After reading the article, Who am We? by Sherry Turkle, I began to think about how I look on the internet and what my identity appears to be. Furthermore, “how computers are not just changing our lives but changing our selves,” (Turkle, 1). I would have to agree that the Internet has changed my identity. Between my Facebook, Twitter, Pinterest, Gmail, and Optonline account, I have different identities on each one of them. Facebook is the way to connect with my friends and family that are all over the nation. Twitter is a way to talk with people who are branched more locally. And the rest are other personal and school emails.

Do I miss Facebook? I mean yes and no. Am I tempted to go on Facebook? Some of the time and it is when I am on my phone and see the bookmarks on my Internet home page. Then the weekend rolled around, a lot of my family was visiting, and I began too want to go on Facebook. Mainly, because everyone was talking about things they posted about traveling, their kids, or something funny they saw at the airport. I thought that it would be easier to be off Facebook when I was at home; however, it wasn’t easier than being at school. While being at school and not having Facebook I was able to be far more productive and get my homework and reading done earlier in the day.

Then I really began to think about my daily usage of Facebook. I get on in the morning first thing when I wake up and check all of the sites: Twitter, Facebook, and Pinterest, while I am doing this I usually eat my breakfast. Throughout the day I have notifications on my iPhone that keep me very up to date on all my social networking websites (Not necessary and almost wishing I didn’t have it at times). Every time I open my computer I check Facebook and Twitter even if I am just jumping on the computer to Google something. These social networking sites like Facebook and Twitter make a less than 5 minutes task anywhere from a fifteen to twenty minute task. When I sit down to do my homework it takes me another ten to twenty minutes to check each site and then shut it down and do my work. It is amazing how much of a waste of time Facebook is on a daily basis.

On Tuesday, when the Facebook strike is over, I am sure I will jump back on Facebook. However, I am really going to relook at everything I have online and to make sure the identity I propose to the cyber world is one that I am happy with. Even though I am already really careful with what I put on the Internet, after reading Turkle’s article I want to make sure that Facebook is not allowing me to, “discover things about yourself that [I] never knew before,” that are not positive qualities or different from my true identity off of the internet.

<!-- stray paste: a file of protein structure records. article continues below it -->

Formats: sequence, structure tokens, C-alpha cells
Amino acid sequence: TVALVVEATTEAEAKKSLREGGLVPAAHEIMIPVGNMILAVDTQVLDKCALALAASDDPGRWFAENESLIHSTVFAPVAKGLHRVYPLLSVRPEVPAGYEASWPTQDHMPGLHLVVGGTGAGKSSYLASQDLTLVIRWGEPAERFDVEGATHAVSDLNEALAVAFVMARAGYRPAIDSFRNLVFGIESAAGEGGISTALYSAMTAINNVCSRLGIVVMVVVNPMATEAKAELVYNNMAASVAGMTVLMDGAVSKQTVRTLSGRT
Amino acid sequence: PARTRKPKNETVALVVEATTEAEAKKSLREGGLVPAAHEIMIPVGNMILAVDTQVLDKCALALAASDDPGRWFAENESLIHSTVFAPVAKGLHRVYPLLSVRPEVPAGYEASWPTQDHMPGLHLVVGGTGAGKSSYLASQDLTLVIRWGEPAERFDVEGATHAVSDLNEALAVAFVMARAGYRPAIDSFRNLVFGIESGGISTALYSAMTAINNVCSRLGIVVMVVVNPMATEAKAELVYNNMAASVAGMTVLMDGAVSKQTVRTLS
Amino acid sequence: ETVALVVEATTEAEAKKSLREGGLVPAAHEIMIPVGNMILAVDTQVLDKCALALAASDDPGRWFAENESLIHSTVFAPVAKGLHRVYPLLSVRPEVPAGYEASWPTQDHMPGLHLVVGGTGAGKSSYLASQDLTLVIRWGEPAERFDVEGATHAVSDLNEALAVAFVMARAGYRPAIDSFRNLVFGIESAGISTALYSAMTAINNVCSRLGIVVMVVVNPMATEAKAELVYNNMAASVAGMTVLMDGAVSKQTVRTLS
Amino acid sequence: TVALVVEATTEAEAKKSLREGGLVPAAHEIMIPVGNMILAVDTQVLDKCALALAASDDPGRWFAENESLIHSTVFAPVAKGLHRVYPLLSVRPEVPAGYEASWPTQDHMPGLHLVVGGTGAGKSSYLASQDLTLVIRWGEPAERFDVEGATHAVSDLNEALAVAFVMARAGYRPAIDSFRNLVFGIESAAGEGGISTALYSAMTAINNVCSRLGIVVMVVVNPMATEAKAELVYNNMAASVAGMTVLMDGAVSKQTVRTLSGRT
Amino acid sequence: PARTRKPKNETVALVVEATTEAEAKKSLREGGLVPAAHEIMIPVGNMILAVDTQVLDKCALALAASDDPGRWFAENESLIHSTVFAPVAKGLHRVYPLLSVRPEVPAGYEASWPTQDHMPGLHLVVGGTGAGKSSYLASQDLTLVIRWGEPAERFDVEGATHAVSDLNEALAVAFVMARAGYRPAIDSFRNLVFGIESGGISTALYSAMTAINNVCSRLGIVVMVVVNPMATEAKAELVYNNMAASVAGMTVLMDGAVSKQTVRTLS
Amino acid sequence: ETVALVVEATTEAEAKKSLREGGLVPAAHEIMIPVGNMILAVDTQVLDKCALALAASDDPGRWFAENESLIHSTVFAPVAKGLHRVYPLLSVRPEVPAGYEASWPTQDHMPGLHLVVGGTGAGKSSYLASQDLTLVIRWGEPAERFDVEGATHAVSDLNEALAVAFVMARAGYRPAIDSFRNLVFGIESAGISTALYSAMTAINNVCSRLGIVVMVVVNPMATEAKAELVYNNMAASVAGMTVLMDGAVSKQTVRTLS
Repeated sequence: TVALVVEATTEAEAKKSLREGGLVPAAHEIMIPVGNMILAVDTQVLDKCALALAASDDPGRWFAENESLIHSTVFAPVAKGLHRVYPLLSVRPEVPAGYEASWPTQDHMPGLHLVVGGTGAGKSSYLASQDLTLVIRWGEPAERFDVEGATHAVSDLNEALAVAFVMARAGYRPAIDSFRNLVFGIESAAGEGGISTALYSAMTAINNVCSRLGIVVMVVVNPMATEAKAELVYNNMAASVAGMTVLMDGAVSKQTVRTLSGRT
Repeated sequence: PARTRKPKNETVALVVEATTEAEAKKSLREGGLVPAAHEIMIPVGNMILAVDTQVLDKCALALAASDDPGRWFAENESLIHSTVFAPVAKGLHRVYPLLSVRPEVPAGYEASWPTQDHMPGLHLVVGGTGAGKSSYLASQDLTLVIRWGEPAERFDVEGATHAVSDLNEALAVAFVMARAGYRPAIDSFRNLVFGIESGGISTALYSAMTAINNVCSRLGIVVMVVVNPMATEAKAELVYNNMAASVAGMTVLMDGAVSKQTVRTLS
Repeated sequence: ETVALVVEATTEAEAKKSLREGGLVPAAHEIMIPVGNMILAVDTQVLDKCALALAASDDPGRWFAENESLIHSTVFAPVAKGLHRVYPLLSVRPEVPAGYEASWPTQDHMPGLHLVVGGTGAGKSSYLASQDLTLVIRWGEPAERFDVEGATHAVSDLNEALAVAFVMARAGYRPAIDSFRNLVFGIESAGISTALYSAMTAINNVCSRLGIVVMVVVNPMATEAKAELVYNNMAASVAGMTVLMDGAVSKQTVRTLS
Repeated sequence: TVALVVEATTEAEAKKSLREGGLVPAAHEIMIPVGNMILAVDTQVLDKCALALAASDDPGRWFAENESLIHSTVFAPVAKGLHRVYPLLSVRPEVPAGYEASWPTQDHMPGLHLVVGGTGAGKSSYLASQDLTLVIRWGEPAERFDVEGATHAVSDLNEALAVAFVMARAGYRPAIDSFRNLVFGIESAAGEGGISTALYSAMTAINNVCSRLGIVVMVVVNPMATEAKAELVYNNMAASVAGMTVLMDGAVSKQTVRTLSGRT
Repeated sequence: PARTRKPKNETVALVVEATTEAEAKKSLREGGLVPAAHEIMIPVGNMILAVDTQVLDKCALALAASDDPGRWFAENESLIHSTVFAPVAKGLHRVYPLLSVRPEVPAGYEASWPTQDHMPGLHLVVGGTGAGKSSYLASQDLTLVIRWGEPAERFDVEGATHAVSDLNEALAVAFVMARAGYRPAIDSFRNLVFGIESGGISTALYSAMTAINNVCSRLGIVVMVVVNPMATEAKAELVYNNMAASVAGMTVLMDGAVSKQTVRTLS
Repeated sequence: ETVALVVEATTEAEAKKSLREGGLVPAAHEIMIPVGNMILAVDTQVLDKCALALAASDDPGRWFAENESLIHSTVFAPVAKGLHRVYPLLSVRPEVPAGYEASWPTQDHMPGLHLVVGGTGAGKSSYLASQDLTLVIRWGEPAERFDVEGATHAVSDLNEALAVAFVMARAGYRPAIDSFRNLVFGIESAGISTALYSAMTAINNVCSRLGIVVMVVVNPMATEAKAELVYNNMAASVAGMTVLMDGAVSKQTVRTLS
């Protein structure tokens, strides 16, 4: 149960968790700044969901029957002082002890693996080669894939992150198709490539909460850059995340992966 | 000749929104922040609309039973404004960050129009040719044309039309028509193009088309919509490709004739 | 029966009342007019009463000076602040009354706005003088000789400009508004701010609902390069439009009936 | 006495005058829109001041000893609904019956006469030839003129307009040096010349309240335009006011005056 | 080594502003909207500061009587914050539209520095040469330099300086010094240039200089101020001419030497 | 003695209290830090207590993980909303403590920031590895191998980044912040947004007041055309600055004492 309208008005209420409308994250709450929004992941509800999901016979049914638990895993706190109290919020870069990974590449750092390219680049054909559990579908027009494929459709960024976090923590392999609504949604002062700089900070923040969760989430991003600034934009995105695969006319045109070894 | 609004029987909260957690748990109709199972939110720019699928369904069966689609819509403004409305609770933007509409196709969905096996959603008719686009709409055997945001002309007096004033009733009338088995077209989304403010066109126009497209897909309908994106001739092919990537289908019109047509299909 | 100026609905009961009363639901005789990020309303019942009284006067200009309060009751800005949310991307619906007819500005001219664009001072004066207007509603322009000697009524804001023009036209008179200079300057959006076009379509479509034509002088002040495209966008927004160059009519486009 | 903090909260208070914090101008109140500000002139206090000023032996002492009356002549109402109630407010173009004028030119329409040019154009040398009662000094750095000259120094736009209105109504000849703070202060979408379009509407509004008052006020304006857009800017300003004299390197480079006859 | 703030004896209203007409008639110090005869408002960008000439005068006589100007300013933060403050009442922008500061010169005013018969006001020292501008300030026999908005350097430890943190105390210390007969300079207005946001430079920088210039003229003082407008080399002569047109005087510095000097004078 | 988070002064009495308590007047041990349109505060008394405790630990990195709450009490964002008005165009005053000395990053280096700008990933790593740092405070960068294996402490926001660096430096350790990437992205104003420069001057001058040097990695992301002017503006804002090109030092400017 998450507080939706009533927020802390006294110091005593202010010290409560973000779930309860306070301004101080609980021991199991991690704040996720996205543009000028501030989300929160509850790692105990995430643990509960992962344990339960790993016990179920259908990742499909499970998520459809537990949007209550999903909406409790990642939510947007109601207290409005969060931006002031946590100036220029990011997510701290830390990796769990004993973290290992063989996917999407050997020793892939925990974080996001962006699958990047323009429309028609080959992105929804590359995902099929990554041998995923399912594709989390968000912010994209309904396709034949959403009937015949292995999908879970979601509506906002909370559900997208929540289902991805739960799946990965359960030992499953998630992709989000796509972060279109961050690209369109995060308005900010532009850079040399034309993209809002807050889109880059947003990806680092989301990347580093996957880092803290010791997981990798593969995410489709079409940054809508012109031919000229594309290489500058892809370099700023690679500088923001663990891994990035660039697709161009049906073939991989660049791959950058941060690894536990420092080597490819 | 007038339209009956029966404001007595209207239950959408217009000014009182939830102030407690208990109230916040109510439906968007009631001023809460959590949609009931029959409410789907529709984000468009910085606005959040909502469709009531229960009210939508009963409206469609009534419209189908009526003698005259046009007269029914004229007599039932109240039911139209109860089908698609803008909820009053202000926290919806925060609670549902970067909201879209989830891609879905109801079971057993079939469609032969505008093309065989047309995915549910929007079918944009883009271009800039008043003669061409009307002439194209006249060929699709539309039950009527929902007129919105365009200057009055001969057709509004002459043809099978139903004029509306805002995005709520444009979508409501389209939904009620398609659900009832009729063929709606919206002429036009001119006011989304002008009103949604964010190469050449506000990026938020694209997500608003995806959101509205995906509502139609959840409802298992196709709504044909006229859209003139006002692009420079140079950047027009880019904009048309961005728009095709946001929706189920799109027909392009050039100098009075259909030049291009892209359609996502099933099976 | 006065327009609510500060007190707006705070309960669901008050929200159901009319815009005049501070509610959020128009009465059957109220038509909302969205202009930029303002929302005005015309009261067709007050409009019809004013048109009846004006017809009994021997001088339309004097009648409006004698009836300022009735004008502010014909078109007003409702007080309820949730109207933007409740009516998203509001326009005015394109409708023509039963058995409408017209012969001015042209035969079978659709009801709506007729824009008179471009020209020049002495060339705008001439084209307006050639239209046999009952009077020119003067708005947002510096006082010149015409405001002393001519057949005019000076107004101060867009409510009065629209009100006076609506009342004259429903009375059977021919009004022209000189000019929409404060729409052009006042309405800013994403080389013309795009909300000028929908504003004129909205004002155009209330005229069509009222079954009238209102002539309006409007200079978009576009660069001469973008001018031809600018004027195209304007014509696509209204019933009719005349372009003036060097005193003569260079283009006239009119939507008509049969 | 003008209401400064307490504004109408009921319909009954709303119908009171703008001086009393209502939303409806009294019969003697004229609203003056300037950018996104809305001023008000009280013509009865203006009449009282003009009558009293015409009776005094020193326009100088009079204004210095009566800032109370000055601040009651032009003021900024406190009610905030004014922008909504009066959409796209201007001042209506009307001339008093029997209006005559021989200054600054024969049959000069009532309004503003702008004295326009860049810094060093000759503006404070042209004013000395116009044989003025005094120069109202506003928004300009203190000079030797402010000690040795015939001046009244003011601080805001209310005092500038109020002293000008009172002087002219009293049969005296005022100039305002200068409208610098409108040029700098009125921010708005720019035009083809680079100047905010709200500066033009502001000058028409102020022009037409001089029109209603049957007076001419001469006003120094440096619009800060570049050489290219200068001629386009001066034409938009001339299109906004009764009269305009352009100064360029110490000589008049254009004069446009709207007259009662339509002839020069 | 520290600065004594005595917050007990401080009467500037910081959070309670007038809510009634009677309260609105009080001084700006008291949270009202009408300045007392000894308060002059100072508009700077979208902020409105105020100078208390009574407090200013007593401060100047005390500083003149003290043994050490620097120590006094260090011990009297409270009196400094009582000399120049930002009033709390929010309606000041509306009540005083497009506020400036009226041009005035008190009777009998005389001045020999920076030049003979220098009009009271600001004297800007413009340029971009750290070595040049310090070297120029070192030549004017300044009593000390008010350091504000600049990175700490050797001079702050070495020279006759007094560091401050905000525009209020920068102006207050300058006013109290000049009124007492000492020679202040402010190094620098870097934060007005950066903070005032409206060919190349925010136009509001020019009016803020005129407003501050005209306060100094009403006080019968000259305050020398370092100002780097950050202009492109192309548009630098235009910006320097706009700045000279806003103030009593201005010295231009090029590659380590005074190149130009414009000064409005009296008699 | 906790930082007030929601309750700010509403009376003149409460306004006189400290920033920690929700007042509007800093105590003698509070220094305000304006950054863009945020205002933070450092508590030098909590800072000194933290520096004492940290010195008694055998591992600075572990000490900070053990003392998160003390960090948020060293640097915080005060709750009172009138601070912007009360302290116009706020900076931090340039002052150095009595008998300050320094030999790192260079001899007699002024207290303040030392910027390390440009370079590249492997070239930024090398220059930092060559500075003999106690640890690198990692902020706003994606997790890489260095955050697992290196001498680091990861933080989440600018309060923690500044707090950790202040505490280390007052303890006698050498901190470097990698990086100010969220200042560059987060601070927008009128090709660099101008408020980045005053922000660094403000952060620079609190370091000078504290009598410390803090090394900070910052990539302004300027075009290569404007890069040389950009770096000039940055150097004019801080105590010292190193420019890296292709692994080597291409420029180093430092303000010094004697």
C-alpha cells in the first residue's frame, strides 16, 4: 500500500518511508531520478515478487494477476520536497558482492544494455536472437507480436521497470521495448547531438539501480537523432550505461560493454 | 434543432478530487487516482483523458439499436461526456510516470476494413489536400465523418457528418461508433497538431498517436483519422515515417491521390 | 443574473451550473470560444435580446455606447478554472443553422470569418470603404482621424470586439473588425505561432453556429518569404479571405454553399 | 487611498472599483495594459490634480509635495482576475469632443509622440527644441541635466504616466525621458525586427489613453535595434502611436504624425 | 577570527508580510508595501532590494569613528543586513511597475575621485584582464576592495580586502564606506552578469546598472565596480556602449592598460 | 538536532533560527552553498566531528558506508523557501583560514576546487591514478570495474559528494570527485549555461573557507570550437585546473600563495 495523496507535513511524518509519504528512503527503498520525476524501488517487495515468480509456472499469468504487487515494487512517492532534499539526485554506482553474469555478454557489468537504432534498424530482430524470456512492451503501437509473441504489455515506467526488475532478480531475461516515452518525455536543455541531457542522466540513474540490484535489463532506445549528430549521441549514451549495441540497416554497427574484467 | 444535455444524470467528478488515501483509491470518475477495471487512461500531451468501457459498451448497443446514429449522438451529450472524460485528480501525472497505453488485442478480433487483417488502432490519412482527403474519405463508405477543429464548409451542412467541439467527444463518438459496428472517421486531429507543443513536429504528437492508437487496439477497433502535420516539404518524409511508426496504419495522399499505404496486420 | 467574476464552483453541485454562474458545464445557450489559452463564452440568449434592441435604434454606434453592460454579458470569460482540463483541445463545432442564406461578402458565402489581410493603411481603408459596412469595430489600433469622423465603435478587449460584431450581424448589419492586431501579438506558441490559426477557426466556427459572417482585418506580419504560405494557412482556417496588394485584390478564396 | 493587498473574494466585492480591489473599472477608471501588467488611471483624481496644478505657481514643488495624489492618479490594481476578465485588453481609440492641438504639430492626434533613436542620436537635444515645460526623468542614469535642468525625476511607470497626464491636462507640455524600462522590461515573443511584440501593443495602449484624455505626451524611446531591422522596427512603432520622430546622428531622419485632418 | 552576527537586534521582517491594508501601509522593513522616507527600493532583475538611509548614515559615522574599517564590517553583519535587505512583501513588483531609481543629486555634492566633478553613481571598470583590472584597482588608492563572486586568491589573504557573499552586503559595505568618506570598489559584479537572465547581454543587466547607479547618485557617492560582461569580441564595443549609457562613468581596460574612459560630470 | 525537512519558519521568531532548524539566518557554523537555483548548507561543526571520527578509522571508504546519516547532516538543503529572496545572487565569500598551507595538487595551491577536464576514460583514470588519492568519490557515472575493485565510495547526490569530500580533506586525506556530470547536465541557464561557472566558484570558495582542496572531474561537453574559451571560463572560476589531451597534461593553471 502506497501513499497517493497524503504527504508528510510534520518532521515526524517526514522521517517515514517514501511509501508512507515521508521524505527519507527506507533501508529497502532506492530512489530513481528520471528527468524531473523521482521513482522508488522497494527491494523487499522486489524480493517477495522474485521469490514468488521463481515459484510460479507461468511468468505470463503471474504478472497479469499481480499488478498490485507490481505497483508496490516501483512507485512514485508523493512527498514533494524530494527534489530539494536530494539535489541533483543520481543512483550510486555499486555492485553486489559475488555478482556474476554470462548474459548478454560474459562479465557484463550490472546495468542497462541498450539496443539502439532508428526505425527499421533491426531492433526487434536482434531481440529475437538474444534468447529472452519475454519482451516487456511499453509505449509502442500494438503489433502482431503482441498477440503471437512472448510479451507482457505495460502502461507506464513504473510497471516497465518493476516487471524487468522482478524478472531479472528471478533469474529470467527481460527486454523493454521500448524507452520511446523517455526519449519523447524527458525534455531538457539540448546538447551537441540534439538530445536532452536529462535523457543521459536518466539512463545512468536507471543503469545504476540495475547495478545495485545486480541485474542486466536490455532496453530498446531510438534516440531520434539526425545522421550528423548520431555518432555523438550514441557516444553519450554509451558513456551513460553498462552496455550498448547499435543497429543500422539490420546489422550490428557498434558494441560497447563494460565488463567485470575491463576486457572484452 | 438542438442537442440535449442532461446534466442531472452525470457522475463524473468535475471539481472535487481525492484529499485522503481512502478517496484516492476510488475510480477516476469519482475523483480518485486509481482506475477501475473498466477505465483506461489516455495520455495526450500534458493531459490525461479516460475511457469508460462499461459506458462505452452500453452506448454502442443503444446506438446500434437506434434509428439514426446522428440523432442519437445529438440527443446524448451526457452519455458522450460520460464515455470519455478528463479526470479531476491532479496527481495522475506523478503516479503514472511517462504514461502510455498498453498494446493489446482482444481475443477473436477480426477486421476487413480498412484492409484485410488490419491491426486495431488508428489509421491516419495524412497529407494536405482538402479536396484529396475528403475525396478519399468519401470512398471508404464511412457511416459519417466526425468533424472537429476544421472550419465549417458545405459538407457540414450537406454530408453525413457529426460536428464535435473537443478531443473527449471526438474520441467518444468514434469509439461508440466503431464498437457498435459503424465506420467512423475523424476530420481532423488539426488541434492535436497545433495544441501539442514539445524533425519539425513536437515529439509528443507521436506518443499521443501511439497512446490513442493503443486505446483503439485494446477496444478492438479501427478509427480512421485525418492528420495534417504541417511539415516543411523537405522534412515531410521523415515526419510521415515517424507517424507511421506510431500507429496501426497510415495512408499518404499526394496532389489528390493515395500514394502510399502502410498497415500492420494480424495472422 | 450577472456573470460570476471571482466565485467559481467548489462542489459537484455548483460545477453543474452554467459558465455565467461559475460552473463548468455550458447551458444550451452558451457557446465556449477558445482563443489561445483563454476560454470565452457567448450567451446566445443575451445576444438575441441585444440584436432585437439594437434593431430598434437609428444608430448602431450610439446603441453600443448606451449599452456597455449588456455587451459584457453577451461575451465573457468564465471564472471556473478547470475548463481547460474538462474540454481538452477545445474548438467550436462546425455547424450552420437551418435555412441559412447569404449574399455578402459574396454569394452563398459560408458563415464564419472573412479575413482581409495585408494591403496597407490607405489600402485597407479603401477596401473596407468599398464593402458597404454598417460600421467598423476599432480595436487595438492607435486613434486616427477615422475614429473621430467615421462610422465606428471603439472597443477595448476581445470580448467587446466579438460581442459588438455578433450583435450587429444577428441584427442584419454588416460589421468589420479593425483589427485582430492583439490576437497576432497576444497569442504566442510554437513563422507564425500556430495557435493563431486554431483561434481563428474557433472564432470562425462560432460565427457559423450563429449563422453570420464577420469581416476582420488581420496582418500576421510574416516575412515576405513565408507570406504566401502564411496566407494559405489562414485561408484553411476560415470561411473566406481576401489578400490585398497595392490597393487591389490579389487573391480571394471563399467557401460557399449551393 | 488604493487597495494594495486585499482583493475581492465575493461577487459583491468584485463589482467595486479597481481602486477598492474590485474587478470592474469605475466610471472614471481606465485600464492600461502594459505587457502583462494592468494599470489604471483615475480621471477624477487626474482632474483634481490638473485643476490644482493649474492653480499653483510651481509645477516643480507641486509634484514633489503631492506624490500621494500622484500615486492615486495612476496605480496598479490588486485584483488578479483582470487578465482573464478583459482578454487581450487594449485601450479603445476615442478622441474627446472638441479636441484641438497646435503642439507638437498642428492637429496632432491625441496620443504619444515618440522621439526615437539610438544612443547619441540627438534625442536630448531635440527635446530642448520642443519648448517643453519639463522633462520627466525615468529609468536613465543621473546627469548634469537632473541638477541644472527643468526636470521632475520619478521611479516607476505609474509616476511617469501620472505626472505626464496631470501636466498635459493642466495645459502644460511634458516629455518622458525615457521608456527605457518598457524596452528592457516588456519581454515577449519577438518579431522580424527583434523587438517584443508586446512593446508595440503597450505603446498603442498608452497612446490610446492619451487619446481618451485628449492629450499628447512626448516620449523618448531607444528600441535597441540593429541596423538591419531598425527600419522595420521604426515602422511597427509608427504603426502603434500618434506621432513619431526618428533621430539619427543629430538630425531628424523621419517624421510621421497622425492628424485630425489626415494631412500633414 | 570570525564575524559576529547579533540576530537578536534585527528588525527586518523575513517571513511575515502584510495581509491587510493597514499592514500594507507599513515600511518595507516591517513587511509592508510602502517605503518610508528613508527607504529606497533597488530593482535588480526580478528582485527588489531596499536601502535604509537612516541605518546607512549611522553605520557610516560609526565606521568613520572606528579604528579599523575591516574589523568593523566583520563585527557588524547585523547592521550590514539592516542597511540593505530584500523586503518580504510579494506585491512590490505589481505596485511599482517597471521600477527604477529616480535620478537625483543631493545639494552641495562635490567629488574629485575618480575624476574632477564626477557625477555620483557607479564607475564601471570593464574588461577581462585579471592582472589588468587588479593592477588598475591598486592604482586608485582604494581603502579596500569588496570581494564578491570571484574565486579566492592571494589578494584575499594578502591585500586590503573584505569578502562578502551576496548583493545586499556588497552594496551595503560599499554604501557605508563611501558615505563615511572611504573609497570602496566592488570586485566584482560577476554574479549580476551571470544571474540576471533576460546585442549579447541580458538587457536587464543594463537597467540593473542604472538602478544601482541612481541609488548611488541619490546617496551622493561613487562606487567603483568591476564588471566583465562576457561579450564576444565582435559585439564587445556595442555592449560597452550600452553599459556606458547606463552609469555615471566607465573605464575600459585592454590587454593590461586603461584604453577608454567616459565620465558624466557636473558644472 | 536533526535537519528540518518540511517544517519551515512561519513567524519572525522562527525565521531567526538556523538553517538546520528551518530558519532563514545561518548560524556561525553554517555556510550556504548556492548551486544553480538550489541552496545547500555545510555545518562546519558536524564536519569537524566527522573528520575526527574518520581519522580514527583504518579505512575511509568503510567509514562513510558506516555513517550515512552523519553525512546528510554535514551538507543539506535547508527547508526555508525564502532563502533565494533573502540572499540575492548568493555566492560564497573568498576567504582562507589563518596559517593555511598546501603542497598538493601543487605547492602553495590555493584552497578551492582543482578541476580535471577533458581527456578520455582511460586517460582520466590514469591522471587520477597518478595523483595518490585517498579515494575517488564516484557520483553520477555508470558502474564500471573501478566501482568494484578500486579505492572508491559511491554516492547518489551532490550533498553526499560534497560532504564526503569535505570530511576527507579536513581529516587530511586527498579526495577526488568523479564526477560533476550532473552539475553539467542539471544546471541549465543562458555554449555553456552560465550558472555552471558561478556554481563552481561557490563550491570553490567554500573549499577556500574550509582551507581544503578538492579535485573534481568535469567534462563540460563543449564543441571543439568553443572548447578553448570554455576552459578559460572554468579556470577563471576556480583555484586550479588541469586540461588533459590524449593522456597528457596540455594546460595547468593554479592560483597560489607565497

It will be interesting to see if I can stay off Facebook longer then Tuesday, or will I be ready to instantly jump on the computer and see everything I may have missed in the past week. To think of a life without Facebook is insane. For every time I go one Facebook I waste at least fifteen minutes and I go on at least six times in a single day. That makes an hour and a half each day, and then ten and a half hours each week. That is a lot of time that I could be using for homework, reading, or studying instead of seeing what all of my “Friends” or “Followers” are doing with their lives. As a future teacher that extra hour and half each day or ten hours a week will be crucial when planning lesson plans and activities for my classroom.

Play to Educate?

28 Feb

I have seen my brother play on xbox Live for countless hours a day. All of my friends play on xbox Live and in reality, do I think they are learning anything from it? My first reaction is probably not. But, I would be wrong.  They are learning something from playing video games. They are learning strategies and developing a different way of thinking.

Schools have developed this way of learning “content”. I put content in quotes because we think of content as information that comes out of a text book. James Paul Gee the author of What Video Games Have to Teach Us says:

“Consider, for a moment, basketball as a domain. No one would want to treat basketball as “content” apart from the game itself. Imagine a textbook that contained all the facts and rules about basketball read by students who never played or watched the game. How well do you think they would understand this textbook? How motivated to understand it do you think they would be? But we do this sory of thing all the time in school with areas like math and science” (22-23).

Let me put this in plain terms, teach students by problem solving and experience. We should not be teaching them by what some call the “skill and drill” way. Video games are problem solving machines. If you play any video game it is all about how do I get around the obstacle a head of me. Why can’t we adapt this way of thinking into our schools.

Now, I am not saying that we should play COD in the classroom. I am saying though that we should consider having more problems solving ways of learning. Why can’t students have adventures when they go to school? Did you know that the way preschoolers learn is by exploration and discovery, also known as play. Who said that adults cannot learn by play anymore? Of course you would have to adapt it to a different kind of play.